Anyway. The first thing which struck me about Tehran was that the traffic was no way as bad as I was anticipating. This would soon change once I ventured deeper into the capital. The second thing was the lack of a major river flowing through the city; all green spaces were artificially irrigated with sprinklers. All the traffic meant that the air was particularly bad. The northern side of the capital is flanked by a big mountain range. On one night I slept at the foot of these mountains and the air was noticeably better. The view of the city was impressive – lights stretching as far as the eye could see…
Share taxies were the best way to get around the city but not the easiest to navigate as a foreigner. You basically tell the driver where you want to go and then jump in if it’s a goer or wait for the next if not. It’s all the difference in terms of price but you often need to get multiple rides which can be an arse. On one occasion I left my phone in a shared taxi. When I realised my blunder, I ran up the road and miraculously was able to find the cab again ‘cos it was stuck in such slow moving traffic.

Either I didn’t hear about them or Tehran really doesn’t have that many tourist attractions. I checked out Freedom Tower. I was waiting for something equal in stature or greater than the Eiffel Tower but when I got there it was a right ol’ anti-climax. Looked pretty cool from underneath though. Apart from the security camera looking back down on me…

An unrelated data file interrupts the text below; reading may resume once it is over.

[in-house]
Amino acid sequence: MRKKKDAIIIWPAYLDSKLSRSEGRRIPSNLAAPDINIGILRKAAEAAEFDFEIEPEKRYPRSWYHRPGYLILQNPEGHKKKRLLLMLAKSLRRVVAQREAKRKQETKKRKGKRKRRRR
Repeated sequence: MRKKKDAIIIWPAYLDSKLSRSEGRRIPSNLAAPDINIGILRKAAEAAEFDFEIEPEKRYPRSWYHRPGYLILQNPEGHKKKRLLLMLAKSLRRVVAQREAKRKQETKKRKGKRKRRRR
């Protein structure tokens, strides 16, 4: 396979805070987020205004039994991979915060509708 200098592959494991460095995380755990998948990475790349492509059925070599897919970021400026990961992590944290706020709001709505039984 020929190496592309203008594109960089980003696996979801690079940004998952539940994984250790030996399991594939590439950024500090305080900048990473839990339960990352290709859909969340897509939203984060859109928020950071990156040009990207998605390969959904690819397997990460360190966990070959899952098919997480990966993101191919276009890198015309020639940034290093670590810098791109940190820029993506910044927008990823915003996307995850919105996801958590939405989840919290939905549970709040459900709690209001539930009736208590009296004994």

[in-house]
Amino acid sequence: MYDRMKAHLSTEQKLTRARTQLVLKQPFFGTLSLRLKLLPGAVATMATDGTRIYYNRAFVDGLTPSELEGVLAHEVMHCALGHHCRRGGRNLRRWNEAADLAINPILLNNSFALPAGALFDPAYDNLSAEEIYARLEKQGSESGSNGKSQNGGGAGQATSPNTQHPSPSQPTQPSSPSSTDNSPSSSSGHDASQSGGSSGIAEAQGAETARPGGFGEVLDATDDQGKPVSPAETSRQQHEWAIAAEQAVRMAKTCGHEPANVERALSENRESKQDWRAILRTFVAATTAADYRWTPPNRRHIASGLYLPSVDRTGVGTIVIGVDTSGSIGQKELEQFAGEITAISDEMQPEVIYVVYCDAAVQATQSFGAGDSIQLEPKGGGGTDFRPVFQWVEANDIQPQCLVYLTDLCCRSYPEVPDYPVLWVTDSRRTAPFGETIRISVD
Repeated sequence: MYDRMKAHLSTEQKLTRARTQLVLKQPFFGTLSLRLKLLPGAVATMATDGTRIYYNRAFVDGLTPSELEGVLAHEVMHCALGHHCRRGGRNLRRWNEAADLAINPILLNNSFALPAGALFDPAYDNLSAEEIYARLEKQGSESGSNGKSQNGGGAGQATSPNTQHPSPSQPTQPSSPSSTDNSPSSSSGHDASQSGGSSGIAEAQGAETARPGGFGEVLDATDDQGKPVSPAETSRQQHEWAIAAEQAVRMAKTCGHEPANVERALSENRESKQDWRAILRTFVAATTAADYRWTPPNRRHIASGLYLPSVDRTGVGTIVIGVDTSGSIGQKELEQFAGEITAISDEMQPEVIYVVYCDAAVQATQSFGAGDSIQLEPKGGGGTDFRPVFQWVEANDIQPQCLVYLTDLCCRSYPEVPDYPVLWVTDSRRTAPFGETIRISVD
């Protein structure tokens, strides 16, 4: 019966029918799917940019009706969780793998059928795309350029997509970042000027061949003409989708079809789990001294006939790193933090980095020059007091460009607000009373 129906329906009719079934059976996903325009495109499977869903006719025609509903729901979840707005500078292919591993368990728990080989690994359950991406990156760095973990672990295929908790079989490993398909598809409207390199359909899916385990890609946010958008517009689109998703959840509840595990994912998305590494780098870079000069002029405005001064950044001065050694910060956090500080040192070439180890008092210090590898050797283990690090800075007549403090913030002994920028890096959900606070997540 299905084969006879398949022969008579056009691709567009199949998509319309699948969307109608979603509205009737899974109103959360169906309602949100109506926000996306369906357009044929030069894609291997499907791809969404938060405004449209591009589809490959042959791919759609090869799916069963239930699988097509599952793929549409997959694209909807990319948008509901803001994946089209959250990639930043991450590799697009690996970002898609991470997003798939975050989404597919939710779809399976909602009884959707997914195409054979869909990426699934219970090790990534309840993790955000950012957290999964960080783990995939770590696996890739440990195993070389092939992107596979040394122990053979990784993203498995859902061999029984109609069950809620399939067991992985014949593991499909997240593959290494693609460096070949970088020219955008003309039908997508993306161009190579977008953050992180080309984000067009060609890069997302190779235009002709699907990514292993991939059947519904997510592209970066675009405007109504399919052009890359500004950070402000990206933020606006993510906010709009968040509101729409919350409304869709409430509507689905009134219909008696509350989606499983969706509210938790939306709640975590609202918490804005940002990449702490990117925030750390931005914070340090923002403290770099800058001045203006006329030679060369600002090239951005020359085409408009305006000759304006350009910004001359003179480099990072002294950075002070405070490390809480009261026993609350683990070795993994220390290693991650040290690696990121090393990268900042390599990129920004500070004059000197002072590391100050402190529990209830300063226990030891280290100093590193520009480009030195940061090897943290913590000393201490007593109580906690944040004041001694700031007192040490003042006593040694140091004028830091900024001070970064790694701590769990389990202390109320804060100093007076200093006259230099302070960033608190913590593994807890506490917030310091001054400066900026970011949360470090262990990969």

Satellite dishes are illegal here, and from time to time people do have them confiscated (in which case they are normally reinstalled within 24hours). Nevertheless if you scour the Tehran skyline you will remark that they are pretty much everywhere. Hotbird, Nilesat, Eutelsat, and Arabsat afford satellite dish owners the privilege of all the ususal free-to-air channels and then some. Some people have motorized satellite dishes to pick up some of the more exotic satellites, but of course they risk having them confiscated. State media ,specifically the news, I am told, is a complete joke. On the other hand I have had others tell me that channels such as BBC Persian and Voice of America are blatant propaganda too. Mobile and phone card credit goes a really long way here.